Run the Race With Endurance
“Let us run with endurance the race that is set before us.”—HEB. 12:1.
1, 2. To what did the apostle Paul compare the Christian life course?
EACH year, marathons are held in many places. The so-called elite runners enter the race with one objective—to win. Most others who participate aim a bit lower. For them, just to finish the race is an accomplishment to be proud of.
2 In the Bible, the Christian life course has been compared to a race. The apostle Paul called this point to the attention of his fellow Christians in ancient Corinth in his first letter to them. He wrote: “Do you not know that the runners in a race all run, but only one receives the prize? Run in such a way that you may attain it.”—1 Cor. 9:24.
3. Why did Paul mention that only one runner wins?
3 Was Paul saying that only one of those Christians would gain the prize of life and all the rest would run in vain? Of course not! Runners in the competitions trained and exerted themselves rigorously with the goal of becoming the winner. Paul wanted his fellow Christians to exert themselves that way in their quest for everlasting life. Doing so, they could hope to gain the prize of life. Yes, in the Christian race, all who finish win that prize.
4. What do we need to consider regarding the race that is set before us?
4 Those words are encouraging, yet sobering, to all who have taken up the race for life today. Why? Because the prize—whether life in heaven or life in Paradise on earth—is beyond compare. True, the race is long and arduous; there are many obstacles, distractions, and dangers along the way. (Matt. 7:13, 14) Sadly, some have slowed down, given out, or even fallen along the way. What pitfalls and dangers are there in the race for life? How can you avoid them? What can you do to finish and thus win that race?
Endurance Needed to Win
5. As recorded at Hebrews 12:1, Paul made what reference to a race?
5 In his letter to the Hebrew Christians in Jerusalem and Judea, Paul again made reference to features of athletic games or races. (Read Hebrews 12:1.) He not only called attention to the reason for engaging in the race but also pointed out what one must do to win. Before we examine Paul’s inspired advice to the Hebrew Christians to see what lessons there are for us, let us consider what prompted Paul to write the letter and what he was trying to encourage his readers to do.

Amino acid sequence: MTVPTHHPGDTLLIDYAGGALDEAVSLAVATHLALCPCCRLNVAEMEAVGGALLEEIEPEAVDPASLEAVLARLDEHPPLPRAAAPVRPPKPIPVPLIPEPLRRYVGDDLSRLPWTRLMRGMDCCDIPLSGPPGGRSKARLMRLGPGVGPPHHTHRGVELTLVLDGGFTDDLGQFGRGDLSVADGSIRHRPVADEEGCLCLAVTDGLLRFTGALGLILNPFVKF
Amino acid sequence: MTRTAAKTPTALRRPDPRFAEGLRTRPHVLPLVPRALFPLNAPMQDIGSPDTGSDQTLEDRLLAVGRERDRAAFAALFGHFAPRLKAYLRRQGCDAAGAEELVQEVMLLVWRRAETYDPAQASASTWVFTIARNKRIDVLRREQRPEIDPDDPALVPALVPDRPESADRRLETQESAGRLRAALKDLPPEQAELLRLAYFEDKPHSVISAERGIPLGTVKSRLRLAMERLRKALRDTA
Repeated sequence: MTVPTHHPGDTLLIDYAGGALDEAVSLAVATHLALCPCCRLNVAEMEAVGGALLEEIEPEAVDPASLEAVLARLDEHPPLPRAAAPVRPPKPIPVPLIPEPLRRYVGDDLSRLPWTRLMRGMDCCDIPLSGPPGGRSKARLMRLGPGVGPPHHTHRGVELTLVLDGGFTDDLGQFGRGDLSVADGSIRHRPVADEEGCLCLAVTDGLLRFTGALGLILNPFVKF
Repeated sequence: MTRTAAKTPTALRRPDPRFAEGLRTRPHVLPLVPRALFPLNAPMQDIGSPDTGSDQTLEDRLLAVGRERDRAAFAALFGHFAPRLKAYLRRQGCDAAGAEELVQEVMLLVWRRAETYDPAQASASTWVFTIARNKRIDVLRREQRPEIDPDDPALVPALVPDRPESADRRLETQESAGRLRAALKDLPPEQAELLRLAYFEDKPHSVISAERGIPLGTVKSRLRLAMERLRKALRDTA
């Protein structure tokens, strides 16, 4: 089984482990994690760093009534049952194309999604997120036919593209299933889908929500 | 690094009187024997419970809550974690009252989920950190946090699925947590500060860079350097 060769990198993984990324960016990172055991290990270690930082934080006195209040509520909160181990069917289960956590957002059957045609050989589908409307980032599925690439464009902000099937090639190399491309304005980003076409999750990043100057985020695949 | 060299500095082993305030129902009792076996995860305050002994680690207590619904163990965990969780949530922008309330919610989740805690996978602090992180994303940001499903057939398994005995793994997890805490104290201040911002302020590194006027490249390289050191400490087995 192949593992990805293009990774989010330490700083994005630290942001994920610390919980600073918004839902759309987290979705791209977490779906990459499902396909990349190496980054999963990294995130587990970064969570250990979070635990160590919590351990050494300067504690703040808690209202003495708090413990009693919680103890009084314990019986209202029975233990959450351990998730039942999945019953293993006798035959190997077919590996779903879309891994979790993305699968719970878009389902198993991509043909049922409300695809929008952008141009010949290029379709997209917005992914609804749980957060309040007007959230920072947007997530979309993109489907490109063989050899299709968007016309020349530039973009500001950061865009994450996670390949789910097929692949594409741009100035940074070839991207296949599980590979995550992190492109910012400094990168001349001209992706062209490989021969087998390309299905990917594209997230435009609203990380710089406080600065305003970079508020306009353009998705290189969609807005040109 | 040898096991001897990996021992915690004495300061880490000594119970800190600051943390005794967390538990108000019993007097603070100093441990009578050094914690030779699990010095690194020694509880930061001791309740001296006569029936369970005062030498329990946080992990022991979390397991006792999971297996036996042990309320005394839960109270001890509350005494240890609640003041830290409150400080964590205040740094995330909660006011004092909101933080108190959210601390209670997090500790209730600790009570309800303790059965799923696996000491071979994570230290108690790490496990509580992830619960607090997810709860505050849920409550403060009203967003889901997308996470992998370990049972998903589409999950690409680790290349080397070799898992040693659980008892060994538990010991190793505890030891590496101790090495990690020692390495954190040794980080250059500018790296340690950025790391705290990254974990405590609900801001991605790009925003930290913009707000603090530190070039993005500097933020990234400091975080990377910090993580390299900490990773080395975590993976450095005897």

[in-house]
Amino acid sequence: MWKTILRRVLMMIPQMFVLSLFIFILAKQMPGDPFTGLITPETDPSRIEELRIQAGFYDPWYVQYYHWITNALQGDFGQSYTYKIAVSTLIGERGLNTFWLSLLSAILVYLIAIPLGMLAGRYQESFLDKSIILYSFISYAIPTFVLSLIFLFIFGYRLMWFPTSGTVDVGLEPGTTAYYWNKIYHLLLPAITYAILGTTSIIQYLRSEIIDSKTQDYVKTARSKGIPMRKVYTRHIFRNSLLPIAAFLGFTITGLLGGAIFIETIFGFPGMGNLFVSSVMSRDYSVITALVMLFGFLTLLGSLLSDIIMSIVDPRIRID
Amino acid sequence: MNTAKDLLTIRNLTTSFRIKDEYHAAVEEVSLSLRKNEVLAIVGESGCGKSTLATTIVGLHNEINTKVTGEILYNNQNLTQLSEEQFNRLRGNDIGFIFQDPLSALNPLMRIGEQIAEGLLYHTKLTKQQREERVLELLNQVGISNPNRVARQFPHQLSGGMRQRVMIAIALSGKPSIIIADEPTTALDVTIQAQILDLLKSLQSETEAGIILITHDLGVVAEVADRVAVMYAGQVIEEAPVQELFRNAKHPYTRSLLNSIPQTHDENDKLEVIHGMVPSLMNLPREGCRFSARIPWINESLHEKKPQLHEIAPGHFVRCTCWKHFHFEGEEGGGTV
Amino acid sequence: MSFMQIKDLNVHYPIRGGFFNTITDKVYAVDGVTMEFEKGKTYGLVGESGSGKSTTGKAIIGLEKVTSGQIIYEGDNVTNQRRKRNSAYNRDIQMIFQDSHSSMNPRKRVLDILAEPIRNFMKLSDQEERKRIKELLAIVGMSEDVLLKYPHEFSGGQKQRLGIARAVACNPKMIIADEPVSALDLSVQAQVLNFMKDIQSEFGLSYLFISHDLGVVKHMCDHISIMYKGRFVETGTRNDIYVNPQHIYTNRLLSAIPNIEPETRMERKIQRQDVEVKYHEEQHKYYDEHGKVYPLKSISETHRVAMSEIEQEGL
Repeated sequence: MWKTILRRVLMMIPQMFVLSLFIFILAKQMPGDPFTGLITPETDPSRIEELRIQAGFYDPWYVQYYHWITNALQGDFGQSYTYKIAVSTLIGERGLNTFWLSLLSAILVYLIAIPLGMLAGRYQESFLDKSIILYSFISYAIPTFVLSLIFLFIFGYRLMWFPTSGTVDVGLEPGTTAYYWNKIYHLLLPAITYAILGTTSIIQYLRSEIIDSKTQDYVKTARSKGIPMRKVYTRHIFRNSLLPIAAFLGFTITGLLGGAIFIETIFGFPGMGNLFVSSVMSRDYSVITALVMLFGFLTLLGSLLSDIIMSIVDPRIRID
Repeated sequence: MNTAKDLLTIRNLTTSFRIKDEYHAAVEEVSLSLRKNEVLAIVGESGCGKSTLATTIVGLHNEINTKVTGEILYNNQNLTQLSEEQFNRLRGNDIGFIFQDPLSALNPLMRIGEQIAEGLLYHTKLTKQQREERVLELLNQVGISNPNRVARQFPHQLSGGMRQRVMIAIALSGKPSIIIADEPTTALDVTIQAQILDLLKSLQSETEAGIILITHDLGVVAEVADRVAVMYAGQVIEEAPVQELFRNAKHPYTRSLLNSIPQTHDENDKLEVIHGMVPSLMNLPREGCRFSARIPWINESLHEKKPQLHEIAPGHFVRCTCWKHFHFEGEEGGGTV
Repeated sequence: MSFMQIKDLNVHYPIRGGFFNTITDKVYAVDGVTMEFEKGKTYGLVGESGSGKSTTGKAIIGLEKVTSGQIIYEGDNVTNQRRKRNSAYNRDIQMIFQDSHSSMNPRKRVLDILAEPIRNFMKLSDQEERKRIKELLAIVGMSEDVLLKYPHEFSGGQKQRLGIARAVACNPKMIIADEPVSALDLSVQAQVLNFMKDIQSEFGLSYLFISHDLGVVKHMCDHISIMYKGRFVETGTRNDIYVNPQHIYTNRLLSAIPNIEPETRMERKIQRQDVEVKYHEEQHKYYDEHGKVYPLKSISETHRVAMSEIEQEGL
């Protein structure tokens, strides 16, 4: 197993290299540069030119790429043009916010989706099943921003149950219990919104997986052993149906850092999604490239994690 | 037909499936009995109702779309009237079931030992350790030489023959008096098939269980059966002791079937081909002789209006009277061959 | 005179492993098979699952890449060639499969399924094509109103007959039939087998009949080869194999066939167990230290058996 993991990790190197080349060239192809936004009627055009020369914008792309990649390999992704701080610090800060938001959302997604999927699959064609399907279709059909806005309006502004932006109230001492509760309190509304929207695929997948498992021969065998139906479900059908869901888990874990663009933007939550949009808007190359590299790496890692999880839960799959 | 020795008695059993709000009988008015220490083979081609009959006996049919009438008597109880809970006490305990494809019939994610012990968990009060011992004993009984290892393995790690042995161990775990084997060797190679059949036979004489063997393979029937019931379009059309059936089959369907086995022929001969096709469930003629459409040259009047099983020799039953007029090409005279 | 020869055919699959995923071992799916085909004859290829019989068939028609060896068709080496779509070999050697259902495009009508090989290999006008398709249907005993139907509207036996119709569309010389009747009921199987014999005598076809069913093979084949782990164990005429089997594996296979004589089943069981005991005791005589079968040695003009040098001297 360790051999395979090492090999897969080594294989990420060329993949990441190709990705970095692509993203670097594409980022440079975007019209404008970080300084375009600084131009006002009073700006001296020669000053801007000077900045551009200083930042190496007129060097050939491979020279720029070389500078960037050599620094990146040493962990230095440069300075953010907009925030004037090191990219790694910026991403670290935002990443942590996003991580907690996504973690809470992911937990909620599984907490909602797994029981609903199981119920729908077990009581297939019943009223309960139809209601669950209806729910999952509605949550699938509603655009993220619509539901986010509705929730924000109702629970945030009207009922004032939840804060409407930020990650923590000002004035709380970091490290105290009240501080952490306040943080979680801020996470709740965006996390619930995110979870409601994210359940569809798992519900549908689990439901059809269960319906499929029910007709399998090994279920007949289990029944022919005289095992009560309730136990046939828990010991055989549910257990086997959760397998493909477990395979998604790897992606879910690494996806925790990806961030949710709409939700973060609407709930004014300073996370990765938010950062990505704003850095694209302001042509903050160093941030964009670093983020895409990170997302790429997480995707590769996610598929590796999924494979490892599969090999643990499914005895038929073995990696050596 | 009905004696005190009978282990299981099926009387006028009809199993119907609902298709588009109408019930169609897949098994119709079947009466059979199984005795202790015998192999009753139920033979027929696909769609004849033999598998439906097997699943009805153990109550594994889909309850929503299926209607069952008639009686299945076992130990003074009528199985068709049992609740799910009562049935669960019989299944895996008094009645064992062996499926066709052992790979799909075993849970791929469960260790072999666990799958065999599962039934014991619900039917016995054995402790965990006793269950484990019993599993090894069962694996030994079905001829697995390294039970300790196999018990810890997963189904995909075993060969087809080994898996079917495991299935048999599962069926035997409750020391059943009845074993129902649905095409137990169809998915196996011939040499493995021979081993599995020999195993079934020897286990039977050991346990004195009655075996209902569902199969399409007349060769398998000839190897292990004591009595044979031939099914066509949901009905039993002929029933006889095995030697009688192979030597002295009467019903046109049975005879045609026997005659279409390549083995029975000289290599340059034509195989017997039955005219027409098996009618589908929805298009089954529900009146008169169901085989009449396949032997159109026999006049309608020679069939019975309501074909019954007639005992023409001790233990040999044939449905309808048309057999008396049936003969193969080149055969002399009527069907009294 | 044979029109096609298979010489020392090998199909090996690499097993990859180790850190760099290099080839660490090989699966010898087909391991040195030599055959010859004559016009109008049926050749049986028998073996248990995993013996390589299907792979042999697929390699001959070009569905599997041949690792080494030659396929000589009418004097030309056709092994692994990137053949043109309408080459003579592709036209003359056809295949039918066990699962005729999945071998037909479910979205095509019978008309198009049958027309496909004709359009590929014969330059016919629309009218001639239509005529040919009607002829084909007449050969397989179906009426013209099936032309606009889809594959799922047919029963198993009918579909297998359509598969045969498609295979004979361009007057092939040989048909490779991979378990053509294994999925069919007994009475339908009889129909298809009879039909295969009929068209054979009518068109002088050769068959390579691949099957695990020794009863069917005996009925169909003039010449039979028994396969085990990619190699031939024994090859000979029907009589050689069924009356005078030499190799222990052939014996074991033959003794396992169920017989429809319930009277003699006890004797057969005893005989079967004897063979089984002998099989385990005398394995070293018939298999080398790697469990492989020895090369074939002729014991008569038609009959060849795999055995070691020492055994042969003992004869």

6. Christians were under what pressure from religious leaders?
6 The first-century Christians, especially those living in Jerusalem and Judea, were facing many trials and hardships. They were under great pressure from the Jewish religious leaders, who still wielded powerful influence over the people. Earlier, these leaders had succeeded in having Jesus Christ condemned as a seditionist and killed as a criminal. And they were not about to stop their opposition. In the book of Acts, we read one account after another of their threats and attacks against Christians, starting almost immediately after the miraculous events at Pentecost 33 C.E. This certainly made life difficult for the faithful ones.—Acts 4:1-3; 5:17, 18; 6:8-12; 7:59; 8:1, 3.
7. What critical times were upon Christians to whom Paul wrote?
7 Those Christians were also living in the period just before the end of the Jewish system of things. Jesus had told them about the destruction to come upon the unfaithful Jewish nation. He had also told his followers about events that would take place just prior to the end, giving them specific instructions on what action to take to survive. (Read Luke 21:20-22.) What, then, would they do? Jesus warned: “Pay attention to yourselves that your hearts never become weighed down with overeating and heavy drinking and anxieties of life, and suddenly that day be instantly upon you.”—Luke 21:34.
8. What might have caused some Christians to slow down or give out?